For Sarasota County staff tasked with drafting the area’s Post-Disaster Redevelopment Plan, Hurricane Ike is a sobering reminder of the destructive power of hurricanes. It also serves as a case study in how decisions made under “blue sky conditions” can facilitate the path to recovery and normalcy in the wake of a major storm.
On Sept. 13, 2008, Hurricane Ike made landfall as a strong Category 2 storm near the east end of Galveston Island, Texas, which is a low-lying barrier island similar to Siesta, Lido and Longboat keys.
The damage was catastrophic — National Weather Service forecasters warned that whoever didn’t evacuate faced “certain death” from the storm surge.
Ike sent a 10- to 15-foot storm surge into Galveston and parts of the western end of Galveston Bay, and a 20-foot surge over the nearby Bolivar Peninsula. The town of Gilchrist, which sits on a barrier island to the north of Galveston, bore the worst of the storm — Ike’s waves knocked 99.5% of Gilchrist’s 1,000 buildings off of their foundations.
The damage was so devastating that the majority of Gilchrist’s population never returned to rebuild. Of the 1,000 residents before the storm, only 73 had returned to live on the island two years later, according to the 2010 U.S. Census.
“They tried to figure it out after the fact in Galveston,” Sarasota County Coastal Resources Manager Laird Wreford said, referring to redevelopment after Hurricane Ike. "Making planning decisions pre-disaster in a blue-sky situation, to the degree that you can, is far preferable to making those kinds of decisions by the seat of your pants in the midst of chaos and trying to recover."
With less than two months until the beginning of hurricane season, Wreford made the first public presentation of the county’s Post-Disaster Redevelopment Plan (PDRP) to the Siesta Key Association Thursday.
Wreford said Sarasota County has been “very lucky” with major storms, but with two-thirds of Sarasota County’s Gulf coastline considered critically eroded by state standards, he also warned the area is vulnerable to catastrophic damage during a major storm.
Wreford referenced models indicating the county’s barrier islands would be completely flooded by a Category 1 storm. And the storm surge from a Category 5 hurricane could go as far inland as parts of Lakewood Ranch, according to county projections.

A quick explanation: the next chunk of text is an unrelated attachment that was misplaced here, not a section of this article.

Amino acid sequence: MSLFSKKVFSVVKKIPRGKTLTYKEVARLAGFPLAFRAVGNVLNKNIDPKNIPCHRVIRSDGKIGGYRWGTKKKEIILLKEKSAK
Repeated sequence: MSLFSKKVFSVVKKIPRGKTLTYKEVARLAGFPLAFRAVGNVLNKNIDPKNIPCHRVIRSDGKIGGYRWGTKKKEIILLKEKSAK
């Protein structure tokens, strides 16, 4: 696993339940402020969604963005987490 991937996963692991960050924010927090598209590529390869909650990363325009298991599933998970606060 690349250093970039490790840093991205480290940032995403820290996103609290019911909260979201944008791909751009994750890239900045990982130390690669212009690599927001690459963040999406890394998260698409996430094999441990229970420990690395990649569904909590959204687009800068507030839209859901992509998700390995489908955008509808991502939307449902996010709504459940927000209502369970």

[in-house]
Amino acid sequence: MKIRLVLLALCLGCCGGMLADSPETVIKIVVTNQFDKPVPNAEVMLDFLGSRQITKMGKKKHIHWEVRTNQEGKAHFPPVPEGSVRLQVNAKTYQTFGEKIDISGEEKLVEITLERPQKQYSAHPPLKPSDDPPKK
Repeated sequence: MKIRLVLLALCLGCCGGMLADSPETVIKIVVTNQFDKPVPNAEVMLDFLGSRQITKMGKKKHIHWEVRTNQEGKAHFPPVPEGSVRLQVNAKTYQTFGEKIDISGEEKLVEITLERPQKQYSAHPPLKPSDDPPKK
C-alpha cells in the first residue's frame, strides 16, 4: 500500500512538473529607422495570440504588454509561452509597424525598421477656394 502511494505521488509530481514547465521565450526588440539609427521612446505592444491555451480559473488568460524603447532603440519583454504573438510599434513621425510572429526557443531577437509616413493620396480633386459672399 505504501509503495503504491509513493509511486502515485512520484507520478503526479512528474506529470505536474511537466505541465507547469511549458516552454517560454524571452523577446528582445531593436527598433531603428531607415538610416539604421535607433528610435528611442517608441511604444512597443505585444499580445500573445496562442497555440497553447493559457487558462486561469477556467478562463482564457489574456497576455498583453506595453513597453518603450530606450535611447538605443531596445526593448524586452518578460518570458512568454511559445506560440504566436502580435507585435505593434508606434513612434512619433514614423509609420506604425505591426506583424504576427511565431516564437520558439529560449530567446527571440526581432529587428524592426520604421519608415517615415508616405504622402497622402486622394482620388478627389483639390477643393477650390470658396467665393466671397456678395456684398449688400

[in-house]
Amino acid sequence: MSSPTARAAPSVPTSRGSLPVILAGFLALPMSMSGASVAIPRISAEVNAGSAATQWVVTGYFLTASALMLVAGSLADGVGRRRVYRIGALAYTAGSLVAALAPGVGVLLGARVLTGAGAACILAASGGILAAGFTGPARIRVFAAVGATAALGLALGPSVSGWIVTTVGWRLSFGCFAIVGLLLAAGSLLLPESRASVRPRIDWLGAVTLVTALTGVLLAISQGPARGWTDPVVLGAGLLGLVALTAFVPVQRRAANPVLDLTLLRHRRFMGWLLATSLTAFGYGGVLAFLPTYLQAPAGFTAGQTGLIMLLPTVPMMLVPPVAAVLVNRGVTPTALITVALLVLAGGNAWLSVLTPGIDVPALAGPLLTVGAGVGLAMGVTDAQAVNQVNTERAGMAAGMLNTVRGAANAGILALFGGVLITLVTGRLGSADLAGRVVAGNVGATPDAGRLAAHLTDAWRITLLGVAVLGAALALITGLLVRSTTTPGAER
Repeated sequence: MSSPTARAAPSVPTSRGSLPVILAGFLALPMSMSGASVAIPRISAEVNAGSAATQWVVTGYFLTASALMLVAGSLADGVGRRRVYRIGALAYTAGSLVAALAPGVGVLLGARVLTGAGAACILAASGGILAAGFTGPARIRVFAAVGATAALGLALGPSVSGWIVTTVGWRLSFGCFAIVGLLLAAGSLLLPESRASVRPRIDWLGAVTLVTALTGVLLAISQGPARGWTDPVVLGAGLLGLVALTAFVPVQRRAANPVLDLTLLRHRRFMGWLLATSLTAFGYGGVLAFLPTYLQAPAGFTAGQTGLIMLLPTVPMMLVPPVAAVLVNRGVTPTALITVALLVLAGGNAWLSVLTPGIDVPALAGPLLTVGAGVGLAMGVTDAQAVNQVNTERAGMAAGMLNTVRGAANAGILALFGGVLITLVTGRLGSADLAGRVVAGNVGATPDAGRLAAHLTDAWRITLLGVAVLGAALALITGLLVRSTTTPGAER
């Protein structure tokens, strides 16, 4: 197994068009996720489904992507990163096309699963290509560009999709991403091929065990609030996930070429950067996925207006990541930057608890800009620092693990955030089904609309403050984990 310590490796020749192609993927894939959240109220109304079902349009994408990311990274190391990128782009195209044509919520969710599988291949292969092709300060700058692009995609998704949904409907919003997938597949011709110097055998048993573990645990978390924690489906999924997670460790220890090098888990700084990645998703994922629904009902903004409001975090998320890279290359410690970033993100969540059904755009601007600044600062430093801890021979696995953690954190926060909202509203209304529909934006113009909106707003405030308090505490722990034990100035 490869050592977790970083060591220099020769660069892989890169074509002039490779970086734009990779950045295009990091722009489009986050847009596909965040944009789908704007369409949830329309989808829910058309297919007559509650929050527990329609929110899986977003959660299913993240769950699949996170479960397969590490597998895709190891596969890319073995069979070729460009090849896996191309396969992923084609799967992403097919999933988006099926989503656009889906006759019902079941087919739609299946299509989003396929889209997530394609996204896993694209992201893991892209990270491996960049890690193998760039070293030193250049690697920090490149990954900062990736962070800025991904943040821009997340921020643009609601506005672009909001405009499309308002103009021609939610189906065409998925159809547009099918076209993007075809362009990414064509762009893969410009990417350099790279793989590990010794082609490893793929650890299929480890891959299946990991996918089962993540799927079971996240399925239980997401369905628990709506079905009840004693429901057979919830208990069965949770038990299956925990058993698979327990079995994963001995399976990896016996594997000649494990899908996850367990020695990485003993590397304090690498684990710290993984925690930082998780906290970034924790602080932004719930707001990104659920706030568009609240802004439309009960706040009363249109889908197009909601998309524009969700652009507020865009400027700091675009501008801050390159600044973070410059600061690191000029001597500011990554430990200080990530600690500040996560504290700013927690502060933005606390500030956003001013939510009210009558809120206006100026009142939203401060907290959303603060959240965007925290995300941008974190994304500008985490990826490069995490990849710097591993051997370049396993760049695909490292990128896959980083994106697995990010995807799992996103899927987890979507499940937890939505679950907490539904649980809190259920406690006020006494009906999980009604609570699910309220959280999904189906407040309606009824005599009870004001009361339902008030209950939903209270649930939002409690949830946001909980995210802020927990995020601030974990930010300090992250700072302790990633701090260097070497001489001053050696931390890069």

While county first-responders and emergency-operations staff focus more on recovery efforts in the immediate aftermath of a storm, county staff developed the PDRP to guide the long-term recovery process.
“This is about what you do after the short-term recovery,” Wreford said. “How do you get back to some semblance of where you were before? How do you retain the basic essence of what Sarasota is and was?”
The plan focuses on initiatives such as streamlining the permitting process in the wake of catastrophic property damage by setting up satellite permitting offices, guiding redevelopment to minimize repeat losses and putting in place policies to facilitate residents returning to their homes.
“It’s about putting people back to work as quickly as you can, getting kids back to school and to have tourism back churning again with the least amount of downtime,” Wreford said. “It could save the community millions of dollars if done properly.”
Work on the PDRP began in 2007, but the project stalled for several years after the 2010 BP oil spill diverted the attention of Sarasota County Coastal Resources staff. A first draft of the plan is set to be unveiled on the Sarasota County website this week.
Public workshops will be held April 29 and April 30 to solicit input from area stakeholders and integrate public comment and opinion into the report’s final draft, which will go before the County Commission June 11.
“Communication is key,” Wreford said. “Progress has been glacial at times … but we're very, very optimistic about being able to move forward.”
Residents interested in learning more about the PDRP can call 861-5000, or visit scgov.net/PDRP/Pages/default.aspx.
Contact Nolan Peterson at email@example.com.